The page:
We’ve all been there… you need to make a decent copy of something and you’re just not in sync with your copy machine. It’s like it has a mind of its own and every copy you make seems to get worse the harder you try. While there are certainly limits here, there are a few key guidelines that can help you get quality copies or prints.
- The most important step to printing is selecting the right paper. General copies, typically the cheap stuff that you use for around the office or in your home printer, are 20lb paper. There are different types for different machines… like inkjet paper versus laser paper, but if you want to print something that looks just a little nicer than that, start with 24lb paper. It’s good for a more professional look provided you’re just looking to copy a pretty standard document. If you’re looking at printing something with images on it, you might want to look into photo-paper or glossy paper instead.
When you head to the store to browse the isles of available paper choices, you’ll see many different paper weights available…. the higher the number, the thicker or heavier it is. So consider not only the purpose of the final copy, but also what your machine can handle as some are better suited for handling thicker types of paper than others.
- Be careful when loading paper to ensure you’re loading pristine, undamaged, unbent, cleanly stacked blank paper into the machine. I can’t tell you how often I’ve seen coworkers just cramming in whatever they can get their hands on, and then wondering why their machine gets jammed or why their prints are skewed.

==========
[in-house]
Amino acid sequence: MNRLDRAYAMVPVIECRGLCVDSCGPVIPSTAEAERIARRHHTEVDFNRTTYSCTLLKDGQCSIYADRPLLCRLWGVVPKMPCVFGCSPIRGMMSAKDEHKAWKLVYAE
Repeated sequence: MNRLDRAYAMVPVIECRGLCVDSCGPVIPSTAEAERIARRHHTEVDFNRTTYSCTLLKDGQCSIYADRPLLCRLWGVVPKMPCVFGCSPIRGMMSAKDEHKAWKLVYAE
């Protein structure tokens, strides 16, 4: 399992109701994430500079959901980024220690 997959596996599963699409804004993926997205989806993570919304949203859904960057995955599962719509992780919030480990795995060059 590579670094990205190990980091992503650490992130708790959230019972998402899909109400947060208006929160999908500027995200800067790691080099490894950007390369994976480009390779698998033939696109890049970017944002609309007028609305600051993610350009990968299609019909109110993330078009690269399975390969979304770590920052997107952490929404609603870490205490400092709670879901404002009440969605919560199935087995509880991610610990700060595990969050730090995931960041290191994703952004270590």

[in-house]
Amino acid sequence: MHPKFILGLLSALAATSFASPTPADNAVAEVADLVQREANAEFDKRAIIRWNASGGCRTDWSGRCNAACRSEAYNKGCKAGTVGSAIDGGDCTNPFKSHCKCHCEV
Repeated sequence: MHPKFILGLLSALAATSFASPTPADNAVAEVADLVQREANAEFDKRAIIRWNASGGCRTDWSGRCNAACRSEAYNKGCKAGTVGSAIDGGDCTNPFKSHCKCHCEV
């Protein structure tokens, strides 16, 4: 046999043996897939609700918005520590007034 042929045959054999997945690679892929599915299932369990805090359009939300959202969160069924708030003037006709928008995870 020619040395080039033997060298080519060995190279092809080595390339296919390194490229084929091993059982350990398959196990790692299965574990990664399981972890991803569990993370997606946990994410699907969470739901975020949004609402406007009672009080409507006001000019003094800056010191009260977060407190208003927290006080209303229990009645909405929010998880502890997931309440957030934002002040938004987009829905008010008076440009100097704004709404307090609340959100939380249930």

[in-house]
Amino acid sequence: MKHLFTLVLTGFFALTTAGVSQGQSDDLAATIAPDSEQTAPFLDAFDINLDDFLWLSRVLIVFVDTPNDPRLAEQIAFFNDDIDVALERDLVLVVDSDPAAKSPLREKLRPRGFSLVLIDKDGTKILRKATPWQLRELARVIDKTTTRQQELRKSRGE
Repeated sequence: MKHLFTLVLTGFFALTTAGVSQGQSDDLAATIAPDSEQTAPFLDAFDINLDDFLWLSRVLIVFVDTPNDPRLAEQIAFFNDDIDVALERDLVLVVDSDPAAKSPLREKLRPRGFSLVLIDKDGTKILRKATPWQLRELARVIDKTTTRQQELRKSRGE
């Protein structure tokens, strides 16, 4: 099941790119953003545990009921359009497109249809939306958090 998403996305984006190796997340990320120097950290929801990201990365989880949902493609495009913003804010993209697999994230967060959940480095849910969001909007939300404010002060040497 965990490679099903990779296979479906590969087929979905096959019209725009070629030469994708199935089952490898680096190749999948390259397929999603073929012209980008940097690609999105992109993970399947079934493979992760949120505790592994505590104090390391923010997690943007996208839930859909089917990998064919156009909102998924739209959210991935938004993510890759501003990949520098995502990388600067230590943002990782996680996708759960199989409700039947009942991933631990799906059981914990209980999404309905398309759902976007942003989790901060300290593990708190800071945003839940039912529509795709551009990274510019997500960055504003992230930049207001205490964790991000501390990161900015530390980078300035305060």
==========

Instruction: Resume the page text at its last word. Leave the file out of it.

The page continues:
If your machine has multiple areas that hold blank paper, pay attention to which tray you’re intending to use. If you decided on heavier weight paper, like cardstock, then you may need to load the paper in a side feeder and select this setting in the machine’s interface. If you decided on the 24lb paper, placing in the standard tray(s) should be fine… just pay attention to which tray you’ve decided on so you’re sure the machine will use the nice paper you’ve picked out.
- Place your copies neatly in the feeder or on the platen (glass area) and adjust any trays to fit. You’re not aiming to lock your papers in the feeder tray, but rather keep them in place while the machine works its magic. If you’re using the platen, it’s recommended to carefully clean the surface first, and then use the guides next to the glass to help ensure you’re getting a straight copy out of the machine, free of any smudges or dust.
- Select the lightness setting appropriate for your copy. If you’re copying something from the newspaper, for instance, then you’ll want to lighten the copy by adjusting this setting on the machine. If you’re copying something with lighter or fine text, then you’ll want to consider darkening the setting on the machine. Keep in mind that copies print best from a white or lightly colored original. If you’re trying to copy something with a darker or colored background, the result will likely be varying shades of grey on the printed copy.
While there are a number of tweaks or settings that your particular machine may offer, following these simple guidelines can help you get the most out of your copier with each and every print – getting you and your copier in sync.
I really like the approach this article makes to fixing all of the little issues that come with a copier. Many of these tips are little things that aren’t significant, but can just make your copies be a little off. By fixing these issues, and checking for them consistently, it’s a simple matter to have everything work exactly the way you need it to.